If your sales spike, or peak, or plummet, or plateau, or even are smokin’. Or maybe you’re pushing water uphill. You’re using metaphor.

If you’re going all the way, or the extra mile, or the full nine yards. If you build castles in the air, or on rocky ground. If you’re feeling fragile, or bubbly, or the shadow of your usual self. If you saw it coming, or are in a mental cul-de-sac.

If you have a heart of stone, or, better, of a lion. If you are the light in my life. My North, my South, my East, my West. If you had better pull your socks up. If you’re drowning in work, or jumping for joy. If you’re the apple of my eye. If it’s raining cats and dogs. If you can charm the birds out of the trees. If you’re cold to someone, or coarse, or hard, or flexible, or polished, or soft, or sparky, or seedy. You’re using metaphor.

The theatre and opera director, Jonathan Miller, once wrote: “Since finding out what something is, is largely a matter of discovering what it is like, the most impressive contribution to the growth of intelligibility has been made by the application of suggestive metaphors.”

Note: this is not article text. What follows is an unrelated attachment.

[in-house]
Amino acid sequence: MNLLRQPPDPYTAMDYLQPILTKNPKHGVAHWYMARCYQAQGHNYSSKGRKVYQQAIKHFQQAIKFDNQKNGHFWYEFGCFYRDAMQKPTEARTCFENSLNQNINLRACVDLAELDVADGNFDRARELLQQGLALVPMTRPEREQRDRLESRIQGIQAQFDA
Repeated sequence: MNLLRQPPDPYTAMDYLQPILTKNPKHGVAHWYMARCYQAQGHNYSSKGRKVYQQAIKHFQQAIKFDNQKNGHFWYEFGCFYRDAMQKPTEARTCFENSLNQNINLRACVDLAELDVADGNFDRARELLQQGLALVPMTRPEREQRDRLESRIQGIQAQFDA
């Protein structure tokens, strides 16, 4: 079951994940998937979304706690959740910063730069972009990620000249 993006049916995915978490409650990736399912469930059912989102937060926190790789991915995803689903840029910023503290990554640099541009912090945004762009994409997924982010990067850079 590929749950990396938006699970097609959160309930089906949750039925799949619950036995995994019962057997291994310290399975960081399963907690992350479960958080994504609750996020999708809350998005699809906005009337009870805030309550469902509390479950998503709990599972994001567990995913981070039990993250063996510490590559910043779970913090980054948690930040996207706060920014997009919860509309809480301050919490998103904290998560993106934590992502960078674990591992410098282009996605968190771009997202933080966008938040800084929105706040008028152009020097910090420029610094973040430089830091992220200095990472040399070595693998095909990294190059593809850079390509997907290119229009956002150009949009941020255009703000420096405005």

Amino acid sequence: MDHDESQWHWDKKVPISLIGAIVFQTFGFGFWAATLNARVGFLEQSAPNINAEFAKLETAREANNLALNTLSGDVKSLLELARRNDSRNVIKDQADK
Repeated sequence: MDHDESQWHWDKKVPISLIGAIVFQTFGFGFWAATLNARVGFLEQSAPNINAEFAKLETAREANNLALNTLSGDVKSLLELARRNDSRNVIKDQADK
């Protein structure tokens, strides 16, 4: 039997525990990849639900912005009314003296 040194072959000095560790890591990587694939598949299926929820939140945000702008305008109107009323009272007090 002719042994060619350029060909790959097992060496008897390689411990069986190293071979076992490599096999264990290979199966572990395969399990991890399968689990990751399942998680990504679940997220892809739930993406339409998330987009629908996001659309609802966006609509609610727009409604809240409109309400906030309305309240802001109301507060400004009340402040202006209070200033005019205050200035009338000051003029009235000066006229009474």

And since so many of our best new ideas spring from the use of metaphor in making new connections, often quite accidentally, it’s probably best to get good at using it as a more systematic tool in creativity.

As PG Wodehouse put it: “I pressed down on the mental accelerator. The old lemon throbbed fiercely. I got an idea.”

Now that’s the spirit…

Wednesday, 23 March 2011

First you win it. Then you lose it.

A common theme in business is this: the initial innovator becomes leader in their field and then in time becomes change-resistant, believing that the things that made them great will keep them up there for ever.